The plaintiffs allege that they were employed by the defendants to find a purchaser for real estate for which they were to be paid a commission; that the customer they found became the purchaser; and that they were entitled to a commission. The evidence is to be considered in its

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aspects most favorable to the plaintiffs and, if it supports the essential allegations of the declaration, the case should have been submitted to the jury. Salem Trust Co. v. Deery, 289 Mass. 431. Holton v. Shepard, 291 Mass. 513.

The arrangement into which the parties had entered was evidenced entirely by letters. The services the plaintiffs undertook to perform were to secure an offer for the purchase of the real estate which would be satisfactory to the defendants. The activities of the plaintiffs were confined entirely to Connecticut, although there is nothing to show that they were not authorized to procure a customer wherever one could be found. It is unnecessary to decide whether the rights of the parties are to be determined by the law of Connecticut or by our own law, because neither party relied upon the law of Connecticut. The plaintiffs' brief expressly proceeds "on the theory that the case is governed by the law of Massachusetts." We deal with the case on this basis.

The evidence will not support a finding that the parties had entered into a contract. The plaintiffs did not bind themselves to do anything and there was no present consideration to support a promise to pay a commission. The entire evidence on this phase of the case is documentary. The defendants steadfastly refused to name a selling price but stated that they were willing to consider any reasonable offer the plaintiffs might present. All that the plaintiffs were authorized to do was to secure and submit offers to the defendants, who were free to refuse them, without incurring any liability to the plaintiffs. Walker v. Tirrell, 101 Mass. 257. Cadigan v. Crabtree, 179 Mass. 474, 480. The proposal of the defendants would not ripen into a contract until the plaintiffs had transmitted an offer that the defendants would accept, and the defendants could withdraw their offer at any time before performance by the plaintiffs. Des Rivieres v. Sullivan, 247 Mass. 443. Elliott v. Kazajian, 255 Mass. 459. Walsh v. Grant, 256 Mass. 555. Flax v. Sovrensky, 262 Mass. 60. Russo v. Slawsby, 276 Mass. 126.

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As soon as the defendants learned that the plaintiffs had secured an offer from the insurance company, they refused to consider the offer; and they advised the plaintiffs, by their letter of December 6, 1929, that they had declined a previous offer of $150,000 and that, in dealing with the insurance company, they did not require any broker. The defendants had the right to revoke their offer to the plaintiffs or, if they desired, to limit its scope so as to exclude the insurance company. It is clear from the plaintiffs' letter of December 19, 1929, that they understood they were not authorized to negotiate with the insurance company; and they ceased further efforts in that direction. The plaintiffs recognized the right of the defendants to restrict their offer, and they abandoned the insurance company as a prospective customer. Walsh v. Grant, 256 Mass. 555. Horowitz v. S. Slater & Sons, Inc. 265 Mass. 143. Brooks v. Gregory, 285 Mass. 197.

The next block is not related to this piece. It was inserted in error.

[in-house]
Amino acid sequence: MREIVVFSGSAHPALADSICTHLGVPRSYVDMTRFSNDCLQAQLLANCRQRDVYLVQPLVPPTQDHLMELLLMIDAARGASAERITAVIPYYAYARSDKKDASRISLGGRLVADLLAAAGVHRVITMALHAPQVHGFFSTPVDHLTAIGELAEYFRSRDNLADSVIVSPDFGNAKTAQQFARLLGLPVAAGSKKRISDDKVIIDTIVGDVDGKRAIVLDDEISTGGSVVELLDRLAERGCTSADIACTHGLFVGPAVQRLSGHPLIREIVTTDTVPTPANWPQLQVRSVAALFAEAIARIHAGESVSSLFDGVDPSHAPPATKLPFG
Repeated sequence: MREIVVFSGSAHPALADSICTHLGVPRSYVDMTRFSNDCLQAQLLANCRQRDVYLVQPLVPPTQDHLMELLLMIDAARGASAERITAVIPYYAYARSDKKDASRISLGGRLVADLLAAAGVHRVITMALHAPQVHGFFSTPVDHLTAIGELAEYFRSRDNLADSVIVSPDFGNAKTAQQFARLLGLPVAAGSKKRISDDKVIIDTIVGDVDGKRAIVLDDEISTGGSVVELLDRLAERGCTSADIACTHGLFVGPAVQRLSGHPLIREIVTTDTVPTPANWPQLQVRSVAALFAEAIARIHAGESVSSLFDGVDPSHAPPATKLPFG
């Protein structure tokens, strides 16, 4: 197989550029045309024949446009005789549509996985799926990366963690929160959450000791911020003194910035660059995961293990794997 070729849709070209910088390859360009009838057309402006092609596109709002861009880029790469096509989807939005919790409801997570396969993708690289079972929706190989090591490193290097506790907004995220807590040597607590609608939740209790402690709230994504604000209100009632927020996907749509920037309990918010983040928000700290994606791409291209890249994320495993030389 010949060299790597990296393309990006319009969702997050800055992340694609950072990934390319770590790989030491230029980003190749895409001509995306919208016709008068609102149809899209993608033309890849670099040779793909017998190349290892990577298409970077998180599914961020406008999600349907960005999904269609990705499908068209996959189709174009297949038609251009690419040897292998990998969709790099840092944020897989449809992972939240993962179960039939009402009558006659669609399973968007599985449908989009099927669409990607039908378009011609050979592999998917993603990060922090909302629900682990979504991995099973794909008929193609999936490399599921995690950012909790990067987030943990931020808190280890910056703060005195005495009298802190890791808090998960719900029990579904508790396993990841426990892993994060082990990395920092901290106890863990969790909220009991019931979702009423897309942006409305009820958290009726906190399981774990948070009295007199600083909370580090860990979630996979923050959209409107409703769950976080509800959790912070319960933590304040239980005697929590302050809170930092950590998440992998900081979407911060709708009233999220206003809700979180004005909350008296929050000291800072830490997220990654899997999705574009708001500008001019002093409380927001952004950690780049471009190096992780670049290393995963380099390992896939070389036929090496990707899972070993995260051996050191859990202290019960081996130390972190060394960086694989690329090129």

The plaintiffs contend that if the letter of December 6, 1929, was a revocation of the plaintiffs' authority to negotiate further with the insurance company, then the defendants were acting in bad faith. At the date of the letter the plaintiffs had not secured an acceptable offer. They did not show that the company's letter of December 6, 1929, did not correctly set forth the negotiations that had taken place between the insurance company and the defendants or that the exact situation then existing between them was not fully disclosed. There was no evidence tending to show that any matter was then pending between the insurance company and the defendants or that either, at that time, intended to reopen negotiations with the other. It was not until a year later that the insurance company and the defendants agreed upon the terms of sale. The record contains nothing indicative of deceit, misrepresentation, concealment or simulation by the defendants or either of them for the purpose of avoiding the payment of a commission. There is nothing whatever to show that the defendants were not acting in good faith. Leonard v. Eldridge, 184 Mass. 594, 595. Delaney v. Doyle, 267 Mass. 171, 177. Palmer v. Cherney, 270 Mass. 551, 556. Bresnahan v. Brighton Avenue Baptist Church, 279 Mass. 300, 308. Brooks v. Gregory, 285 Mass. 197, 205.

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The cases upon which the plaintiffs rely are plainly distinguishable. We have examined the various contentions of the plaintiffs and as we find no error, judgment is to be entered for the defendants in accordance with the stipulation.

So ordered.